I often daydream of sailing to be one passionate dance with the elements of nature. The boat maneuvers through tightly hugging water, it fashionably dips against the wind as the sails flare up and all the while it keeps its eyes fiercely attached and lovingly buoyant to the horizon. The craft of lines (tugged, pulled and then cleated) remain a puzzle to me yet a genius I’m eager to learn. Below deck, a breeze swoops in to flirt with aromas of a feast soon to be had. And it is during this time when I begin to ponder on the thought that when something is really special it will never seize to amaze. This is the finesse of sailing merged with food, urging you to rethink ideas on the Earth and survival.
I started working with the Sailing Collective during the Summer I spent in Europe. My love of cooking for people and my curiosity for the world around us led me to book my first trip. Very quickly I found comfort in the galley and soon after that I was offered to travel to Greece and then to Croatia. In doing so, I got to learn the intricate steps to this new dance. I found appreciation in sharing my cooking with passionate people, learnt about local cuisines and was met with the very exciting challenge of cooking under sail.
When you get the opportunity to travel on the water, you open up your senses in very different ways. Everything is hyper sensorial. Whether it be the sun slicing through water to send golden ripples out to sea or noticing perplexity in somebody’s eyes. These sparks of life remain new, untouched and yet to be discovered.
Another portion of the journey calls for changing your perspective to find reward in the occurrences. It’s sometimes hard to apply yourself in new territory; the language is difficult to grasp, hand gestures and glances speak louder than words and maybe you just want to blend in. But here is this, the encounters that I came across everyday would almost always change my menu and in the end taught me to respect the story as much as the ingredient. Being chef on board, I would only hope that my dishes magnify the importance of local life and offer guests a real immersive experience. I realize that by embracing the role of foreigner you open up a greater conversation. A conversation that slows down the need to rush and one that is dense in meaning rather than words. When speaking with meaning, you’ll never be short of invitation to a toast, a family meal or best yet a minute in the kitchen with the cook. I spent many weeks witnessing this kind of transaction between locals and guests. And it became intrinsic to my love for this kind of travel.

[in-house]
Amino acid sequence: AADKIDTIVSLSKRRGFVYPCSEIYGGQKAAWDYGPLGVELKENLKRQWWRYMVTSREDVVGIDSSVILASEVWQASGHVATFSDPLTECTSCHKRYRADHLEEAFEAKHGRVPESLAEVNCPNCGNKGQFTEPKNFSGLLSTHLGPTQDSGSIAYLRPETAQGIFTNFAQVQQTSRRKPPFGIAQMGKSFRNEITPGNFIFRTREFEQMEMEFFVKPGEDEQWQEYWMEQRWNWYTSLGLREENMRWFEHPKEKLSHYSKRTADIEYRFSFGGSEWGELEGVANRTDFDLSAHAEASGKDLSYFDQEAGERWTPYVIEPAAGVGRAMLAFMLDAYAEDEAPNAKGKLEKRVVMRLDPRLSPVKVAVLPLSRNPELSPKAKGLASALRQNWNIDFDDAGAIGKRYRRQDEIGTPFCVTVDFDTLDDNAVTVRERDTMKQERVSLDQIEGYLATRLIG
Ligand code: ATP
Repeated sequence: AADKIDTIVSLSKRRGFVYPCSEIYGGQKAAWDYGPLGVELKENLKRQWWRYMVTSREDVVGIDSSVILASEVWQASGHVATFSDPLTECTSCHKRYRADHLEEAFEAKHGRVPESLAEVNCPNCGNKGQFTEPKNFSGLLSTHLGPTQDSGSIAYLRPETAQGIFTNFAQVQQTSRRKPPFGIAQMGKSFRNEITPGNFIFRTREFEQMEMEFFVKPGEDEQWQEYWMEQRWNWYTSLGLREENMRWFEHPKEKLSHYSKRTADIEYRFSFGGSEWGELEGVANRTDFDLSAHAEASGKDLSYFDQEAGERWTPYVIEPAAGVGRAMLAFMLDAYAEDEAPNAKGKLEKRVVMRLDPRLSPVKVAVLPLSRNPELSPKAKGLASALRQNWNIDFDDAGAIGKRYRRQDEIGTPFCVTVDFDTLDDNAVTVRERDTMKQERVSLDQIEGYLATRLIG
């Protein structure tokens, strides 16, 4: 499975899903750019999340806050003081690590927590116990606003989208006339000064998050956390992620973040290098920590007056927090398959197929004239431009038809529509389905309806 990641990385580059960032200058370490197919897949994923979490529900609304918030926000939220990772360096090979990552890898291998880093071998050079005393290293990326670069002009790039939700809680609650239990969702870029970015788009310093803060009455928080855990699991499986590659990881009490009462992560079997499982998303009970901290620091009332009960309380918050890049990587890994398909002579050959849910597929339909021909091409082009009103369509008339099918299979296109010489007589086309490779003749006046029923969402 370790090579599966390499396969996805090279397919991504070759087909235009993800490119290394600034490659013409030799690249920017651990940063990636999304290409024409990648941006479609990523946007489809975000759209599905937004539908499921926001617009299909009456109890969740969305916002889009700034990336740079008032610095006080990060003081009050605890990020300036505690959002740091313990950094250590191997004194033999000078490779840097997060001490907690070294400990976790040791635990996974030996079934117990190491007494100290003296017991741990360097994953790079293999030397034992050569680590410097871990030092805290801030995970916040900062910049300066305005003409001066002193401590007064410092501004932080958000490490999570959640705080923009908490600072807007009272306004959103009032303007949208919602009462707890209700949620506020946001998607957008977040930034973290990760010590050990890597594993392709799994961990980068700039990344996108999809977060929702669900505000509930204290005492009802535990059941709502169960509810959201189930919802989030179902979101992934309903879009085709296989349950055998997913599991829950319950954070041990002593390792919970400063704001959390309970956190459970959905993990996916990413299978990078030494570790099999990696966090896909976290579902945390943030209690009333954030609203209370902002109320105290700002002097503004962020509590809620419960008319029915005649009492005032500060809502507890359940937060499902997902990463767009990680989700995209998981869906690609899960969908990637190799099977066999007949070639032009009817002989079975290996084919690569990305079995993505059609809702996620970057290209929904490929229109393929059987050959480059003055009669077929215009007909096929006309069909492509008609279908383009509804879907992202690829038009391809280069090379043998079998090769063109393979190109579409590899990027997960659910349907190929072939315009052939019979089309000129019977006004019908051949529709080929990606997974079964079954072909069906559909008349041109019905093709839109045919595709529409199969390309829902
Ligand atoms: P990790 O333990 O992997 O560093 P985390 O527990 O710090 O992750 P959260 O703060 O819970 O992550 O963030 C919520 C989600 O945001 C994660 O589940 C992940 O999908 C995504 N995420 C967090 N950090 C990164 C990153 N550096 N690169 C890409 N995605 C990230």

The Mediterranean also taught me things about locality, family tradition and taking my time. Applying this to life on the water, I learnt a thing or two about survival. When you notice someone looking queasy, you arrange a platter of snacks to ease the stomach. When you see the tire on someone’s sun drenched face, you offer water, ice and fruit. When mid ocean swims have left your fellow comrades deplete of vitality, you suggest a feast of the fish you haggled for at the break of dawn. The awareness I learnt to apply alongside my love for people will continue to inspire my love affair with food.
What I think about the Earth now is this: it is intuitive as long as we are listening.
Sitting on the bow of the boat as I have many times before, listening to the might of the wind behind and the strength of the water underneath, I’m reminded of how small I am in a world so big and that nature holds a force much greater than we’ll ever understand. And whilst I continue to tango with the magic of sailing, sharing my love with new friends, I’m finding that the fundamental, top survival plan is to care for one another.
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